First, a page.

Beaver Valley – Amalgamation issue still alive

An upcoming conference with the province is expected to give some closure to the issue that has been debated in the region for many years.

The report of my death was an exaggeration.

Mark Twain said it, so does Beaver Valley amalgamation.

The issue of amalgamation of Fruitvale, Montrose and parts of Area A is still on the front burner, but the heat of debate has been turned down to low.

Regional District of Kootenay Boundary chief administrative officer John MacLean said although the topic has not been officially killed yet, it is close.

An upcoming conference call with the province is expected to begin to give some closure to the issue that has been debated in the region for many years.

“The ministry is still trying to work with us, but we are just trying to make sure … we have looked at (amalgamation) from every different angle to see if it can work in any way,” he said Tuesday.

In early March the Beaver Valley amalgamation committee held an information session on the findings of Allan Neilson-Welch Consulting’s High Level Analysis of Amalgamation report for the region.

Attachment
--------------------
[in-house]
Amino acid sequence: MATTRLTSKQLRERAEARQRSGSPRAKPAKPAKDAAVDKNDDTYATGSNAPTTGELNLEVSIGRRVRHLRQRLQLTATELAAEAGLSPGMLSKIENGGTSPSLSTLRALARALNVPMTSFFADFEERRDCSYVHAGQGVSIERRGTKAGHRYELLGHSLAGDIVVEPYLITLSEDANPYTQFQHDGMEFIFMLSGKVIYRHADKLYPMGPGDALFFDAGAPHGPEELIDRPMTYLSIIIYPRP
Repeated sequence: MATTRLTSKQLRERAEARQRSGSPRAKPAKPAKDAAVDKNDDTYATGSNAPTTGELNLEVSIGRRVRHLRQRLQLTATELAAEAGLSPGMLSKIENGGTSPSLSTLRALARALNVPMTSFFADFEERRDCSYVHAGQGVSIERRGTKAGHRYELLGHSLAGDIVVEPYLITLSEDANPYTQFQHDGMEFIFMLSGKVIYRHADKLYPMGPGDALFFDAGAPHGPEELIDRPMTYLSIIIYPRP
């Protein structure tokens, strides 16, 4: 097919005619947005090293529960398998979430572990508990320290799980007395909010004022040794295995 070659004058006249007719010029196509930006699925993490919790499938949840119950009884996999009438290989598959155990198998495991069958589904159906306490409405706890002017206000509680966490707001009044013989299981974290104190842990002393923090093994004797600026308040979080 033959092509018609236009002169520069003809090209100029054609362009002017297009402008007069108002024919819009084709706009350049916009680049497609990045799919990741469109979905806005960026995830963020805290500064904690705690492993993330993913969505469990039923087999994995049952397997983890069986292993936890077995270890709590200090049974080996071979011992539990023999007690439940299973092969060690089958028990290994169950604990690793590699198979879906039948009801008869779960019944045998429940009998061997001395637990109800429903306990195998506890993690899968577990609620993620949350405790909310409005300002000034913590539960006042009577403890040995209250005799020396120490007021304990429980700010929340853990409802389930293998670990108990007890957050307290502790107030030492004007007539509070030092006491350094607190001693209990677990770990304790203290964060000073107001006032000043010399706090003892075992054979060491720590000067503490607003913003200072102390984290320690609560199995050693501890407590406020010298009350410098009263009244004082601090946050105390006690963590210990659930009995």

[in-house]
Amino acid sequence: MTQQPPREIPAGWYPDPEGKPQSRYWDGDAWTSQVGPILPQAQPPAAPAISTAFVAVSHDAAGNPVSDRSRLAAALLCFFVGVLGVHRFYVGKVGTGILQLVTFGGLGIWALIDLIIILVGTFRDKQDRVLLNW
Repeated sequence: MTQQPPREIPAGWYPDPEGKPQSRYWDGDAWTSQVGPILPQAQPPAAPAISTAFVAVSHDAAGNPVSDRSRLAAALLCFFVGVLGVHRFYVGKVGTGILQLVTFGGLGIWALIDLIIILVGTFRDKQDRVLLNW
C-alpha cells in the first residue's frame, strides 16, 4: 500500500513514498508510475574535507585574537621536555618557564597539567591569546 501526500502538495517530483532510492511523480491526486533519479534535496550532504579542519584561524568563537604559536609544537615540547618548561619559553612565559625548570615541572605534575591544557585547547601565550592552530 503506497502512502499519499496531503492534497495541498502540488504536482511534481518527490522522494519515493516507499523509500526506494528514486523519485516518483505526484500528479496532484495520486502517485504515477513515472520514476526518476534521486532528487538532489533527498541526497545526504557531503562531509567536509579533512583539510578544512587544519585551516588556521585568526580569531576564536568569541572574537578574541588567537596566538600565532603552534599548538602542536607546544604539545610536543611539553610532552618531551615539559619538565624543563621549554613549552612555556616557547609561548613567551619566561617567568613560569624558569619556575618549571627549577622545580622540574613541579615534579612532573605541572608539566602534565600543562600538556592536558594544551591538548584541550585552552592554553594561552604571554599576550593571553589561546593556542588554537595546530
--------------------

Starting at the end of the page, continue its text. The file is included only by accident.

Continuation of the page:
For the 50 people that showed up to the session in Fruitvale March 1, the report revealed that Fruitvale and Montrose taxes would remain about the same or be slightly lowered if amalgamation occurred.

However, all classes of taxpayers in Area A of the RDKB would face significant property tax increases—around $300—if the Beaver Valley communities were to amalgamate.

Unfortunately the tax increases in Area A would not be accompanied with significant service improvements, even though a new amalgamated local government would likely be more efficient.

Area A director Ali Grieve said the committee took the report’s findings to the province to show them this was not the outcome they had hoped for, and if there was some way to make Area A’s impact neutral.

“There isn’t even a significant tax savings for anyone,” she said. “And the way the facts are presented right now, I don’t see anything I can sell to Area A.”

If it were to pass, the boundary of the Beaver Valley District Municipality would include 100 per cent of the two villages’ population, and 80 per cent of Area A.

The new municipality would take responsibility for all existing municipal services, three existing Beaver Valley services (parks and trails, recreation, arena), local planning, local roads within Area A, as well as animal control, building inspection and the water systems.

The areas would collectively have to pay an additional $440,800 in local road costs for Area A and lose $50,000 in federal gas tax revenue sharing.

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